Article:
Charlatan by Cris Mazza
Curbside Splendor Publishing, 2017; 290 pp
Reviewed by Kelly Lucero


Cris Mazza, whose first novel, How to Leave a Country, won the PEN/Nelson Algren Award for book-length fiction, explores themes of sexual politics and violence in her collection of stories, Charlatan. What sets Mazza apart from other writers of these themes is that she writes with an honesty unlike any I’ve ever read before. Indeed, this honesty is something that has been deemed “disturbing”. The introduction to Mazza’s collection claims, “One of the ‘disturbing’ aspects of Mazza’s work is her continual exploration of the lines between victimhood, personal accountability, and provocation”. It is this exploration that causes the reader to feel unsettled, which is important in relaying the gravity of the issues Mazza discusses.

What is most striking about Mazza’s work is that she objectively brings harrowing scenes to life through her candid descriptions. For example, in “Her First Bra”, Mazza explores the topics of child pornography and sexual abuse by creating a scene in which a photographer and an underage aspiring model engage in inappropriate sexual relations. In this scene, the photographer frames his photoshoot around the narrative that the girl being depicted has just purchased her first bra without her mother’s permission. As the photographer brings his fantasy to life, his sexual desire becomes obvious. He carries the girl out of the set and down a hall, into what appears to be a child’s bedroom:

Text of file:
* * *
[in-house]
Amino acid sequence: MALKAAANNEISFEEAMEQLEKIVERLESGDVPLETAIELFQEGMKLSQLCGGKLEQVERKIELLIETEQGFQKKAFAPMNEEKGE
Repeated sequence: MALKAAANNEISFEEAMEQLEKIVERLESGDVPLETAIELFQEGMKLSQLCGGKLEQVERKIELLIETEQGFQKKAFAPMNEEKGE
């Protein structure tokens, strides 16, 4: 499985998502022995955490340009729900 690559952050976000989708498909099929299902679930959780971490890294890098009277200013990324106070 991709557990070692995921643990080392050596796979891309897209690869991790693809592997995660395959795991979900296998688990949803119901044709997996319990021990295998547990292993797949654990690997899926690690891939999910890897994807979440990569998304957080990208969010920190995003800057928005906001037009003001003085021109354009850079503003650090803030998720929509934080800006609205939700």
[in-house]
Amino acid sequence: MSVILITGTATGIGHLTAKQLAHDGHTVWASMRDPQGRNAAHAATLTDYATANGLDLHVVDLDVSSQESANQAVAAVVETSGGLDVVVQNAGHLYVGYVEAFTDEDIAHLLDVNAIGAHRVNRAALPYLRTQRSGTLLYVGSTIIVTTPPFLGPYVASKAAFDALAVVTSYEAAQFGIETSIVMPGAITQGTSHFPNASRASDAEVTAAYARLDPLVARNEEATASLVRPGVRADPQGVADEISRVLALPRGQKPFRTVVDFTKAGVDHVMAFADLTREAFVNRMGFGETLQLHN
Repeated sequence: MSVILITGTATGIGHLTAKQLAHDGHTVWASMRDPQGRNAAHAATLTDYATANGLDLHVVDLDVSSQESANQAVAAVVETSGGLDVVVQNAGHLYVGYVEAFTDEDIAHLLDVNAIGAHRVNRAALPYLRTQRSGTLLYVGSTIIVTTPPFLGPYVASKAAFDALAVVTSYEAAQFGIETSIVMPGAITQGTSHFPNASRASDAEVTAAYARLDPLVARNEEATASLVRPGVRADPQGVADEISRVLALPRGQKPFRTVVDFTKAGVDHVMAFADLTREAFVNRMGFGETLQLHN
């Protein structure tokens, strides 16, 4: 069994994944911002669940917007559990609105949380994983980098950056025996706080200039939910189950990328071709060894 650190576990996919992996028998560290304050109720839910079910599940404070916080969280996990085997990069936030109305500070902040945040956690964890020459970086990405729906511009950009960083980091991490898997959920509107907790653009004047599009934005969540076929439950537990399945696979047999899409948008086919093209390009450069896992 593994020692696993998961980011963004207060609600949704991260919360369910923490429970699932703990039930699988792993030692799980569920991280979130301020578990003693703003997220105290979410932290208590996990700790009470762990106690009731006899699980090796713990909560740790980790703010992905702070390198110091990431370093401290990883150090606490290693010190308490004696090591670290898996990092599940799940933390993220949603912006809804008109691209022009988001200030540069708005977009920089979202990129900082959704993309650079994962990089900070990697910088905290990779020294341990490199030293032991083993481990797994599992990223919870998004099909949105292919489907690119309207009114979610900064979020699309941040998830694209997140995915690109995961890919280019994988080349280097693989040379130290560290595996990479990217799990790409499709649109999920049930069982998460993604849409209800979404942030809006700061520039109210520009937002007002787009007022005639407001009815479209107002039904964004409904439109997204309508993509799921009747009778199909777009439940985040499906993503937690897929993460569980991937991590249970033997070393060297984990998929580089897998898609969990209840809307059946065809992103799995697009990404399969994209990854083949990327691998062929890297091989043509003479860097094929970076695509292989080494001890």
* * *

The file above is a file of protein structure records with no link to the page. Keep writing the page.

The room they went into was dim, but after placing her on the bed, he turned on the night stand lamp and she could see the white lace canopy, the matching white lace lampshade and bedspread and curtains, antique-looking dolls in white or peach or baby-blue satin dresses lined up on a shelf, plus little Troll dolls and glass princesses, horses and china puppies, a brush and comb set on the dresser, a life-sized white teddy bear sitting in a corner.

It is the description of the child-like bedroom paralleled with the blatant sexual encounter that makes this scene unsettling. Therefore, it is because Mazza writes so transparently about such taboos that makes reading her work so alarming. Mazza complicates this matter even further by blurring the lines between “victimhood, personal accountability, and provocation”:

Outside his front door she wrote his address on one of the bills, but it turned out to be one of the ones and she spent it by accident, stopping at the corner store for a can of tuna and a loaf of bread for dinner. […] But what did she think she was going to do with the address—write and say if he didn’t pay more she’d tell someone he’d boinked jailbait? He hadn’t actually done the deed.

Through this scene, it becomes clear that “Her First Bra” begets the question of whether the girl is a victim for two reasons: because she considers blackmailing the man who exploited her, and because the abuse did not include penetrative sex.

Because she takes an objective stance in presenting her stories, Mazza allows them to speak for themselves and allows her reader to develop their own opinions. Ultimately, Mazza’s work is impactful not because it aims to answer questions, but rather because it raises more.